Ezekiel 2 Bible Commentary

John Gill’s Exposition of the Bible

(Read all of Ezekiel 2)
This chapter contains me prophet's call, commission, and instruction to prophesy. The preparation to it is in Ezekiel 2:1; being fallen upon his face, he is bid to stand upon his feet, with a promise to speak to him; and the Spirit entering into him, he is set by him on his feet, and he hears what is spoken to him; then follows his mission to the children of Israel, who are described as rebellious, impudent, and stiff-hearted; and to whom he is sent, to render them inexcusable, Ezekiel 2:3; and he is exhorted not to be afraid of their words, nor dismayed at their looks, however fierce and furious they might be; but faithfully declare his message, and not be discouraged, should it be without success, Ezekiel 2:6; and he is instructed not to be rebellious, as they were; but open his mouth and eat what should be given him, Ezekiel 2:8; when, in a visionary way, a hand was seen, and a roll in it, and this spread before him, written within and without, full of lamentation, mourning, and woes, as a symbol of the substance of his prophecy, Ezekiel 2:9.

Verse 1. And he said unto me,.... The glorious Person who sat upon the throne, whose appearance is described in the latter part of the preceding chapter:

son of man; as he was to be that spake unto him; and so it may denote relation, affection, and familiarity; or otherwise it is expressive of humiliation; of the frail, mean, and low estate of man, through the fall, Psalm 8:4; wherefore some think Ezekiel is thus addressed, lest he should be lifted up, and think himself as one of the angels, because he had seen so great a vision; just as the Apostle Paul was humbled, lest he should be exalted above measure, through the visions and revelations he had, 2 Corinthians 12:7. Kimchi mentions this, but assigns another reason; that because he saw the face of a man in the above vision, he let him know that he was right and good in the eye of God; and was the son of man, and not the son of a lion, &c. which is exceeding weak and trifling. Abendana, besides these, mentions some other reasons given; as that because he saw the "mercavah" or chariot, and ascended to the dignity of the angels on high, it is as if it was said, there is none born of a woman, as this; or because he was carried out of the holy land, as Adam was drove out of Eden; and therefore called the son of the first Adam, being drove out of Jerusalem, and out of the temple, where he was a priest. It may be observed, that this is a name which our Lord frequently took to himself in his state of humiliation; and that none but Ezekiel, excepting once the Prophet Daniel, is called by this name; and no doubt the reason of it is, because he was an eminent type of Christ; and particularly in his mission and commission, as a prophet, to the rebellious house of Israel:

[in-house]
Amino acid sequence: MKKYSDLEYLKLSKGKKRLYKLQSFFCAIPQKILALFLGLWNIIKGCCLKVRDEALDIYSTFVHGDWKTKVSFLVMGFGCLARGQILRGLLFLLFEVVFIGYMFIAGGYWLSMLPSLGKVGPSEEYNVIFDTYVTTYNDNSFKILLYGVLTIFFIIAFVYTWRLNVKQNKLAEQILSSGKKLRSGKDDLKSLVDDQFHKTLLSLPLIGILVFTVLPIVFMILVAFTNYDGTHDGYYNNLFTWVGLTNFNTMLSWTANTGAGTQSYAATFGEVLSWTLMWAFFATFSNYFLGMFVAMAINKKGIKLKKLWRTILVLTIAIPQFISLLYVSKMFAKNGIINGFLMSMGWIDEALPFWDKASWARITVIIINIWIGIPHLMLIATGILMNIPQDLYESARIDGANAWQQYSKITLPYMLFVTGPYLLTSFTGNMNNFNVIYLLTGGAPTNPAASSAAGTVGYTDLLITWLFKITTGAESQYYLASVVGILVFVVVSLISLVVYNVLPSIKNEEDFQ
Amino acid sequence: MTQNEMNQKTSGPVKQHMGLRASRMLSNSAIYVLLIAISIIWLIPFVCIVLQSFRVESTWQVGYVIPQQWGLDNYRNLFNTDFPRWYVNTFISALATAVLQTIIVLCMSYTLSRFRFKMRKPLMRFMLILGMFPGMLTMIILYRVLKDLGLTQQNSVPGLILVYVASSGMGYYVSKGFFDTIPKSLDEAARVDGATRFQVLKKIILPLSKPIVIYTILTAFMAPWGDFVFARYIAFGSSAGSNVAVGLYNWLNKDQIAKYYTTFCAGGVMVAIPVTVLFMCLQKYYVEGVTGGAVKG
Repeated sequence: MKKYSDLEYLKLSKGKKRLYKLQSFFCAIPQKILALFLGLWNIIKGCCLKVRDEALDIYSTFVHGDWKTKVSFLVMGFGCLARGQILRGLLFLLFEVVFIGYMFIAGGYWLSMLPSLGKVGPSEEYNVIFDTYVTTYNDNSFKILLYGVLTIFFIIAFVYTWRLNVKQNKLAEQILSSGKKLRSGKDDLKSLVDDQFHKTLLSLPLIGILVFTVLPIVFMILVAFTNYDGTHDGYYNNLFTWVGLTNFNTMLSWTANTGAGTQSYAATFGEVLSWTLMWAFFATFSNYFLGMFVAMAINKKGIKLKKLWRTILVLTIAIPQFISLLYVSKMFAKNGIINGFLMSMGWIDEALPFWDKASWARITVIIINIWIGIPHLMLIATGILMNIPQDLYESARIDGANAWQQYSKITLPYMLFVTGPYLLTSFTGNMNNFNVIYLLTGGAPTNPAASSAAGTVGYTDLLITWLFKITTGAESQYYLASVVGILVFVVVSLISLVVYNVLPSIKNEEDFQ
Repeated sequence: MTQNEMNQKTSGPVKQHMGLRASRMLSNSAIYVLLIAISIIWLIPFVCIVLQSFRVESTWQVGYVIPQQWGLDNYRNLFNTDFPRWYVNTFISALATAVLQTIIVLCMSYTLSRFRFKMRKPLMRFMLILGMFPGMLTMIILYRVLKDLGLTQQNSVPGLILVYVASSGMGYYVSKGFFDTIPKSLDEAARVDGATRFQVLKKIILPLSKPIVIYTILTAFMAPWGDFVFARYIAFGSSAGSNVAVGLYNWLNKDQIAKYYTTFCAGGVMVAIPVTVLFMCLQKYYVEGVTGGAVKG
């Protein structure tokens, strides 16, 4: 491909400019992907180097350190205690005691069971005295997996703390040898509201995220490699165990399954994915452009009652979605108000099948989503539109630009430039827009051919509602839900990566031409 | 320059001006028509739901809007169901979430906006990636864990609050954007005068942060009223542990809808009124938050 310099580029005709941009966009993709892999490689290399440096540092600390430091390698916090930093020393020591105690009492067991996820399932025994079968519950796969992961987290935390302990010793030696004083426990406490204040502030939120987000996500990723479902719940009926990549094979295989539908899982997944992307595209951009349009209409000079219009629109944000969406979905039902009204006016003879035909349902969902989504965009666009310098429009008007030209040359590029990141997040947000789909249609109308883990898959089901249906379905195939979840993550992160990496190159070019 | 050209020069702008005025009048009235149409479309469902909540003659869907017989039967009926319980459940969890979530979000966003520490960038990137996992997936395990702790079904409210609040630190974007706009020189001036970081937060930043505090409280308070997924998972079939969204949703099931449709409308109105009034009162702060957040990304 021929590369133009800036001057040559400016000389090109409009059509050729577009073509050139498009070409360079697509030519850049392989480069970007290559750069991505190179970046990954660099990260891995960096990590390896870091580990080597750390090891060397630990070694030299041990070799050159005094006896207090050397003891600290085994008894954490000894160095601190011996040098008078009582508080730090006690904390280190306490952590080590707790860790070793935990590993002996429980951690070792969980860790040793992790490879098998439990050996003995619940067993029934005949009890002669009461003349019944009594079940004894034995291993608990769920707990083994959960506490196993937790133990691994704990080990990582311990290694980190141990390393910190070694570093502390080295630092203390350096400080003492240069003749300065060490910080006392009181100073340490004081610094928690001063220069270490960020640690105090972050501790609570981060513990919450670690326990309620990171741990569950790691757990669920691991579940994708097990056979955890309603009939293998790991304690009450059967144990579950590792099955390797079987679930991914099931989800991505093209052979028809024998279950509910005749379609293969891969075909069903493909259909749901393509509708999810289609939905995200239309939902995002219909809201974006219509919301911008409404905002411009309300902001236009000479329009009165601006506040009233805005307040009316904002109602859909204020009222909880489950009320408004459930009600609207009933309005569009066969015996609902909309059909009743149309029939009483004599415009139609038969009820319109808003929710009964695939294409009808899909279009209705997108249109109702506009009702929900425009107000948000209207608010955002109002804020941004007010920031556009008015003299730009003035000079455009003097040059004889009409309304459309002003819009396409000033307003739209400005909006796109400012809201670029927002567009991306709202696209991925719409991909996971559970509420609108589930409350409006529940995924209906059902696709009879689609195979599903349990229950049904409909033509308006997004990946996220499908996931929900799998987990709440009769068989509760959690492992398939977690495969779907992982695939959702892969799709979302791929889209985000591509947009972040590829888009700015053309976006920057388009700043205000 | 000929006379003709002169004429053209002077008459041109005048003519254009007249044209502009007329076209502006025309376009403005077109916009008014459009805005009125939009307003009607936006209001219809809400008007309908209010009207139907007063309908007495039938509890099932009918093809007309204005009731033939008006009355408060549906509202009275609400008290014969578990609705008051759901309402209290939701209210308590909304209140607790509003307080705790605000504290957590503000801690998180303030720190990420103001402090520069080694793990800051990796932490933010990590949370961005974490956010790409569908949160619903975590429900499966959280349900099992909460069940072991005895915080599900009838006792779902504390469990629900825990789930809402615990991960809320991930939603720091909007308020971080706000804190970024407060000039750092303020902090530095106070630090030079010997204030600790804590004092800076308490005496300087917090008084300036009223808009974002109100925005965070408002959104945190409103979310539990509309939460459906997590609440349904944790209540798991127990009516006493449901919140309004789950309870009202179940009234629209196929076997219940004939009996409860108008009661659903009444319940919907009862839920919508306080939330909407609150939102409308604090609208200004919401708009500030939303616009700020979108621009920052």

stand upon thy feet; for he was fallen upon his face, at the sight of the vision, Ezekiel 1:28; when a divine Person speaks, men ought to stand and hear, and be in a readiness to do his pleasure:

and I will speak unto thee; which is said for his encouragement, being spoken by him who has the words of truth and grace, and of eternal life.

Verse 2. And the spirit entered into me,.... Not his own spirit or soul; for it does not appear that that went out of him upon the sight of the vision; nor any of the ministering spirits, the angels, who are never said to enter into the prophets or people of God; but the Holy Spirit of God; the same Spirit that was in the living creatures, and in the wheels; in the ministers, and in the churches; who entered with his gifts to qualify him for his office as a prophet; and who enters with his graces into the hearts of all the saints, to quicken, renew, comfort, and sanctify them:

when he spake unto me; at the same time the Spirit went along with the word; and when the word of Christ is attended with the demonstration of the Spirit and of power, it is effectual:

and he set me upon my feet; not he that spake with him, and bid him stand on his feet; but the Spirit; for the word, though it is the word of God, and of Christ, yet is ineffectual without the Spirit; when he enters, he gives the word a place, and it works effectually; when he enters, as the Spirit of life from Christ, the soul is quickened and strengthened; and such that are fallen down stand up; yea, such as are dead arise and stand upon their feet:

that I heard him that spake unto me; so as to understand; for the Spirit, who searches the deep things of God, reveals them to his ministers, and causes them to understand the word of Christ, that they may be able to instruct others in it.

Verse 3. And he said unto me, son of man,.... Now follow his mission and commission, and an account of the persons to whom he was sent:

I send thee to the children of Israel; that were captives in Babylon, in Jehoiakim's captivity; so Christ was sent only to the lost sheep of the house of Israel, Matthew 15:24;